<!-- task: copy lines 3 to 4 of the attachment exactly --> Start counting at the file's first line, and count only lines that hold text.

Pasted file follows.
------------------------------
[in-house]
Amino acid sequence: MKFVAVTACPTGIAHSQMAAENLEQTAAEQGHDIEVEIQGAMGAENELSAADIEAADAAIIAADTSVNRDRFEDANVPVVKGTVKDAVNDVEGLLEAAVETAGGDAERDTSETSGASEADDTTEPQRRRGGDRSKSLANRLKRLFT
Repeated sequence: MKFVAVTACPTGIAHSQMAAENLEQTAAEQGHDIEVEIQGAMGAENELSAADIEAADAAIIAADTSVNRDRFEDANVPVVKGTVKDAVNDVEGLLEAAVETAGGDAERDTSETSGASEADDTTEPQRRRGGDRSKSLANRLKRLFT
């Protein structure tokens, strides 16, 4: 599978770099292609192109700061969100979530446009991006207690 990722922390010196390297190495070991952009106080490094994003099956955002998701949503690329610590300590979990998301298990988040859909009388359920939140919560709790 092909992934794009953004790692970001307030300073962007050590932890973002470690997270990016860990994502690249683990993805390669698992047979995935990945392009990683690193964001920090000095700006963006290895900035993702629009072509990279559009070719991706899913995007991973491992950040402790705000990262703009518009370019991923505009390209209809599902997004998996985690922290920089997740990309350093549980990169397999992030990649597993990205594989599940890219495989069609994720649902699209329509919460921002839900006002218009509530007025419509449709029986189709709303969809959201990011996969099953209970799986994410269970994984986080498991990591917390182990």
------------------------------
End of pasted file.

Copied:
Repeated sequence: MKFVAVTACPTGIAHSQMAAENLEQTAAEQGHDIEVEIQGAMGAENELSAADIEAADAAIIAADTSVNRDRFEDANVPVVKGTVKDAVNDVEGLLEAAVETAGGDAERDTSETSGASEADDTTEPQRRRGGDRSKSLANRLKRLFT
């Protein structure tokens, strides 16, 4: 599978770099292609192109700061969100979530446009991006207690 990722922390010196390297190495070991952009106080490094994003099956955002998701949503690329610590300590979990998301298990988040859909009388359920939140919560709790 092909992934794009953004790692970001307030300073962007050590932890973002470690997270990016860990994502690249683990993805390669698992047979995935990945392009990683690193964001920090000095700006963006290895900035993702629009072509990279559009070719991706899913995007991973491992950040402790705000990262703009518009370019991923505009390209209809599902997004998996985690922290920089997740990309350093549980990169397999992030990649597993990205594989599940890219495989069609994720649902699209329509919460921002839900006002218009509530007025419509449709029986189709709303969809959201990011996969099953209970799986994410269970994984986080498991990591917390182990």